Two of the biggest names in the IP market have joined forces. Intellectual Ventures co-founder and former VP of patent licensing, strategy and litigation at Intel, Peter Detkin, has today become a senior adviser at Sherpa Technology Group, the strategic IP consultancy among whose managing partners is Rembrandts in the Attic author Kevin Rivette. Sherpa was previously known as 3LP Advisors.
At the end of 2014, IAM revealed that Detkin was to reduce his IV commitments, so that they would take up around 50% of his working life. Despite today's news that split continues to apply. Indeed, the hook-up with Sherpa actually springs from Detkin's activities since scaling-back his IV caseload. “Although I am still spending up to half my time on IV matters, I have also been advising both start-ups and larger companies on issues relating to IP strategy,” he explained. “While I can usually handle the start-up stuff myself, for larger organisations I have needed support and was turning to Kevin and 3LP for that; so it made sense to join forces.”
For IP Hall of Famer Rivette, who was VP of IP strategy at IBM from 2005 to 2007, the skill-sets rights owners require of their outside advisers are changing as IP issues move up the corporate ladder: “It’s not just about focusing on monetisation anymore,” he states. “Instead it is a lot more nuanced than can we sue or sell.” The ability to be able to see a problem in the round is absolutely key, he explains: “You have to be able to look at a company’s position in the industry, what deals might be doable, whether it owns the right assets, how any actions might affect the supply chain and so on.” But more than that, he continues, it is vital to be able to communicate effectively inside an organisation and understand how a strategy might have an impact on different stakeholders within it, such as the heads of business units and the owners of particular royalty revenue streams.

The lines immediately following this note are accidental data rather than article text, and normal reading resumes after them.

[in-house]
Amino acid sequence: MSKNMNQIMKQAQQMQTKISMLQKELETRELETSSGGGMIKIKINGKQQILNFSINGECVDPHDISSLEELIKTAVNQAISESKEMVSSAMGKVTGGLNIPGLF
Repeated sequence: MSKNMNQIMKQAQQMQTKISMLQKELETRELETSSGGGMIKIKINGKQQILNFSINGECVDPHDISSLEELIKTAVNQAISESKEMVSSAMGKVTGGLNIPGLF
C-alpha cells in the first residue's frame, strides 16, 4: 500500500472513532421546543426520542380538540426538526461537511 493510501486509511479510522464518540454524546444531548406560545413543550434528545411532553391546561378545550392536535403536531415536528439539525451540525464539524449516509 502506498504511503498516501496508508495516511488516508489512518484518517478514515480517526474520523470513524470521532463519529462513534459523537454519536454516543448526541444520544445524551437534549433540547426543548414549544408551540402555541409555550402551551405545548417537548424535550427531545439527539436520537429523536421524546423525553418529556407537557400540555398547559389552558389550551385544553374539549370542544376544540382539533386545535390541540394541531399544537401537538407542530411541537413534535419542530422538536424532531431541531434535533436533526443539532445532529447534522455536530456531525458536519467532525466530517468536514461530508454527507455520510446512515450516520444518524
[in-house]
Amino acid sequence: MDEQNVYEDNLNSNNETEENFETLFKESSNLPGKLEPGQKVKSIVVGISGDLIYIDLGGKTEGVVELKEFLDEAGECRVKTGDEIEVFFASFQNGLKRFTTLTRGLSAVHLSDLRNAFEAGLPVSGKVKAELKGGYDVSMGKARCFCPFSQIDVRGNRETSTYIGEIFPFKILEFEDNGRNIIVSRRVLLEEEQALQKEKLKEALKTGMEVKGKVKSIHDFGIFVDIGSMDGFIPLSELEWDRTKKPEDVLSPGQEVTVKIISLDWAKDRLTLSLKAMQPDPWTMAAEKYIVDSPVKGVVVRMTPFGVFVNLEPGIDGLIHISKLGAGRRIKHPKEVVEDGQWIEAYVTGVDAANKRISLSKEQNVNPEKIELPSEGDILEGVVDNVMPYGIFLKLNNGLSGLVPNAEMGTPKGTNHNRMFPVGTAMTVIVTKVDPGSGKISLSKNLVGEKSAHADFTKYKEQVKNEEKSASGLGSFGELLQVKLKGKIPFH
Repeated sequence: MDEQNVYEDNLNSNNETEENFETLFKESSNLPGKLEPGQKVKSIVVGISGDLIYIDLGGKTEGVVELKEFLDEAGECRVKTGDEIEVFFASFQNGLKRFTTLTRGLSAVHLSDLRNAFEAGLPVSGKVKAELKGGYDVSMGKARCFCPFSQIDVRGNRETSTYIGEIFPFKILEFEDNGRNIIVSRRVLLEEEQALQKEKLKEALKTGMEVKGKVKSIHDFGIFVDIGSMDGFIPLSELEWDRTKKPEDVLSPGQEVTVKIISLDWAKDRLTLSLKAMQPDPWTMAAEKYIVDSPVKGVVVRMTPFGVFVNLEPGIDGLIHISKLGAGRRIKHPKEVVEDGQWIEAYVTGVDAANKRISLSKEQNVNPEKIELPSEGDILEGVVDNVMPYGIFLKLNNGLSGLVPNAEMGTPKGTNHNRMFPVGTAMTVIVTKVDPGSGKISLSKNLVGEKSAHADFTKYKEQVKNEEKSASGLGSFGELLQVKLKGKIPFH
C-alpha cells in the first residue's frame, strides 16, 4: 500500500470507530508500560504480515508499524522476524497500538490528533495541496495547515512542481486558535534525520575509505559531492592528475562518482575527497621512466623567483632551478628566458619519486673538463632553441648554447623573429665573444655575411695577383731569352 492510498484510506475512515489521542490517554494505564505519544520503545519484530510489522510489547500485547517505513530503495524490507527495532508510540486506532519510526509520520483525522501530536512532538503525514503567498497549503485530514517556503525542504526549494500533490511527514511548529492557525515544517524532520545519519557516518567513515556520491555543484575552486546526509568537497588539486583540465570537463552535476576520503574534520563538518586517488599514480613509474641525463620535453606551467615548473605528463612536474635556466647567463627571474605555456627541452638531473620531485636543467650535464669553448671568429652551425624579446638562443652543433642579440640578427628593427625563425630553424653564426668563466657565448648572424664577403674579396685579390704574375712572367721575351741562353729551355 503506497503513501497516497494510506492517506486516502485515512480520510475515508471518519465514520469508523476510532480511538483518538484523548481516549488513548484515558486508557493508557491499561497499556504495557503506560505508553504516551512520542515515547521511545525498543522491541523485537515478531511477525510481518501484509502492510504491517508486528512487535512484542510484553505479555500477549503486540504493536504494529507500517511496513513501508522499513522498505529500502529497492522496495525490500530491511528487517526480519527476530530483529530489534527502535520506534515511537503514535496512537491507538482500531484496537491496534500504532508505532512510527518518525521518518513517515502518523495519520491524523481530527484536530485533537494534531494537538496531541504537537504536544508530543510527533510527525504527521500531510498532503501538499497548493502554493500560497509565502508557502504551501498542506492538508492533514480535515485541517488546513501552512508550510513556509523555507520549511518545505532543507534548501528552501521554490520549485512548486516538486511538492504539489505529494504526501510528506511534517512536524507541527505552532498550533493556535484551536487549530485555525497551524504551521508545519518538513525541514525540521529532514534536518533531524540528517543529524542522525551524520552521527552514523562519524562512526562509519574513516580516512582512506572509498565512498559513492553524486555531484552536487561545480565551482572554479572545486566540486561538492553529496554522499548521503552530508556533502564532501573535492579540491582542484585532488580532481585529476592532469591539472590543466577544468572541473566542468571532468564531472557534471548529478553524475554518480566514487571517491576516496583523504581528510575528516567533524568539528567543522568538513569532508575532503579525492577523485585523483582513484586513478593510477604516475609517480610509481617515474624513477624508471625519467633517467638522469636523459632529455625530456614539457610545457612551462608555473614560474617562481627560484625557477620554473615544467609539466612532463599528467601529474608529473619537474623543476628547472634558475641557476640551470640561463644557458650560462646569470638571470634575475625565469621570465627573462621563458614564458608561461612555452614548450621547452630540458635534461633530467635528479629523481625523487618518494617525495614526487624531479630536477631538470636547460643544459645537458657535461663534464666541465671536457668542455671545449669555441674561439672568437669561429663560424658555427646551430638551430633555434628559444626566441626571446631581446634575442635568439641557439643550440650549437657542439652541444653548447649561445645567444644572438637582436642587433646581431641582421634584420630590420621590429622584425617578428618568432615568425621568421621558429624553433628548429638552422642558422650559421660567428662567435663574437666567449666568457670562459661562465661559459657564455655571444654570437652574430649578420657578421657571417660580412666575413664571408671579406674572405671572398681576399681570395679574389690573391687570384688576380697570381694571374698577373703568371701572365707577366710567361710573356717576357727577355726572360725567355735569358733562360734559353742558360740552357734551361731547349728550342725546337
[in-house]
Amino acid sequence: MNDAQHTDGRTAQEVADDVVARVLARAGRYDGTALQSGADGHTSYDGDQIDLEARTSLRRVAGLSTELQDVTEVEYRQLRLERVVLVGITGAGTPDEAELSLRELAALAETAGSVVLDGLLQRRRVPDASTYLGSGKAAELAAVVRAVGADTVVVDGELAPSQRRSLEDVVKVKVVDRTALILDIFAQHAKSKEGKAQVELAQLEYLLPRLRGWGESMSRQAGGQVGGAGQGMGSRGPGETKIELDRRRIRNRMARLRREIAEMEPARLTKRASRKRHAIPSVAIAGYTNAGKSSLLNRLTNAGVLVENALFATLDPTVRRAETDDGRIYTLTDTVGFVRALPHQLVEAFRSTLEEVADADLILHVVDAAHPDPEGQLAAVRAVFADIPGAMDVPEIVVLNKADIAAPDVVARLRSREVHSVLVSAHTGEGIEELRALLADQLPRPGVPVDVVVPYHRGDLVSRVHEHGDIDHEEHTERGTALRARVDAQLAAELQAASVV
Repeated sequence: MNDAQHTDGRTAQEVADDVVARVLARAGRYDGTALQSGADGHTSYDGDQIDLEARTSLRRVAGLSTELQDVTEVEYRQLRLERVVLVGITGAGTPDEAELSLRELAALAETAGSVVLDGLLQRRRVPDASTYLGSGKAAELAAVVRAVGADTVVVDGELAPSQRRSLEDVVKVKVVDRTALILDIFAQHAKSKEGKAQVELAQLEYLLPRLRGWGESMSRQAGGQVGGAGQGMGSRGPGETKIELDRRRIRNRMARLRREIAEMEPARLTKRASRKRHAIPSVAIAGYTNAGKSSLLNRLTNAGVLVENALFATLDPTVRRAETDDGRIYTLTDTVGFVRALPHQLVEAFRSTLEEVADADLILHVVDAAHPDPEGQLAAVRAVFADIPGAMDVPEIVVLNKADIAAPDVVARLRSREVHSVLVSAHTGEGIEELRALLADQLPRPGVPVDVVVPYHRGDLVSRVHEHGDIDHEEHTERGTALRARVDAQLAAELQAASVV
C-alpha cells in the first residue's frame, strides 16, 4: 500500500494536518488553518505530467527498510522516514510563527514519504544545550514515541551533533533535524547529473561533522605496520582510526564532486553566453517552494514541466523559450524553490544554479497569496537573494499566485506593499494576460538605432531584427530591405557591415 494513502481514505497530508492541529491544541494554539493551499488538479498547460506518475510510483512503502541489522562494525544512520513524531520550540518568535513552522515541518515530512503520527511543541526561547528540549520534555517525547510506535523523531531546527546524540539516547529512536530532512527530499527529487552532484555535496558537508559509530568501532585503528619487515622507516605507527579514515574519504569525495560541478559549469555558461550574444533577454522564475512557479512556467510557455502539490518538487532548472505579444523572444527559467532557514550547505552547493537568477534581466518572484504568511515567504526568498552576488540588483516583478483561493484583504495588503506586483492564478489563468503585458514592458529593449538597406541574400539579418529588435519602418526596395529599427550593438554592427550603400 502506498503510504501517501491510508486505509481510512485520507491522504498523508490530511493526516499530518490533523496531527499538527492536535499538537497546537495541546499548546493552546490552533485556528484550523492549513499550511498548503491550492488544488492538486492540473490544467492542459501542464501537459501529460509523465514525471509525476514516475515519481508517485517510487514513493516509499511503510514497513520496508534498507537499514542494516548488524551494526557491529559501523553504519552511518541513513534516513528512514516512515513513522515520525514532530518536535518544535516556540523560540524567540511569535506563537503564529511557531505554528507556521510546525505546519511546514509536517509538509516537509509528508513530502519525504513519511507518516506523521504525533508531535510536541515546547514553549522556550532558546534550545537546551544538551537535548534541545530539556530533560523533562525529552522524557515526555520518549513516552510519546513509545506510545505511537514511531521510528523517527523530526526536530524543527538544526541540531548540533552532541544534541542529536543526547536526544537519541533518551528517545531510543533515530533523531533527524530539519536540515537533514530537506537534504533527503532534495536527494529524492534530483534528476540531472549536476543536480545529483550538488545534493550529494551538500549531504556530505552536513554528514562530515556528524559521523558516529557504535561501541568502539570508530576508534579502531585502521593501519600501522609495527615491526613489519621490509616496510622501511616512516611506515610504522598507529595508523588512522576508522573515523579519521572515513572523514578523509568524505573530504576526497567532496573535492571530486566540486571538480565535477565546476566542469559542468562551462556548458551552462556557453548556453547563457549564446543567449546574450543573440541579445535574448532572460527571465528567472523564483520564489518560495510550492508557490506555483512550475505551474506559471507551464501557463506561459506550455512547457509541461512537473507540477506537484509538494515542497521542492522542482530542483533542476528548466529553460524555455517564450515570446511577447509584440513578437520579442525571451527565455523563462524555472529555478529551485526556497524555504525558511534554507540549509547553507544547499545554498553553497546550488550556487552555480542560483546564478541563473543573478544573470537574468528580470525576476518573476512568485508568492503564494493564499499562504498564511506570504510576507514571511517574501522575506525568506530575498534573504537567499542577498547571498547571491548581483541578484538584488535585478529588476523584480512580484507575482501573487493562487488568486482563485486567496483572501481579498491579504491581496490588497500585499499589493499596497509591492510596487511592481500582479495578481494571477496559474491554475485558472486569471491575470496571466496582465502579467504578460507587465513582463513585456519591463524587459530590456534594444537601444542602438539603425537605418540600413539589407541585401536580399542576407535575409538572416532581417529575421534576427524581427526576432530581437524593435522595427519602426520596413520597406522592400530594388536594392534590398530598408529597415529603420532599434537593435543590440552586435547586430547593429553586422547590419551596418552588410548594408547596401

Rivette commented that back of the envelope calculations the pair have done show that between them he and Detkin have been involved in IP-related deals with a total value of more than $5 billion. More important than that, though, is the experience they have gained working in the corporate worlds, on transactions and in consultancy. This allows them to identify potential roadblocks to the implementation of an IP value creation strategy and so to tackle them before they become significant problems. “Others can speculate on the correct solutions, but Kevin and I have been there and done it,” Detkin commented.
Of course, they would say that wouldn’t they? But that does not mean it is not true. Today’s announcement looks very like the news we covered in early December when we revealed that Dan McCurdy was leaving RPX to join Quatela Lynch; and it says to me that IP really is becoming a boardroom issue - one which requires business-focused solutions delivered by people who understand the dynamics of high-level decision-making and are comfortable working at the very top of major companies, as well as with c-suite executives. Big companies call in consultants to help them with all kinds of issues all of the time, and they have certain expectations of those they hire with regards to knowledge, experience, insight and capacity. That this is now beginning to happen with IP is another big step on the road to the mainstream that should be unequivocally welcomed.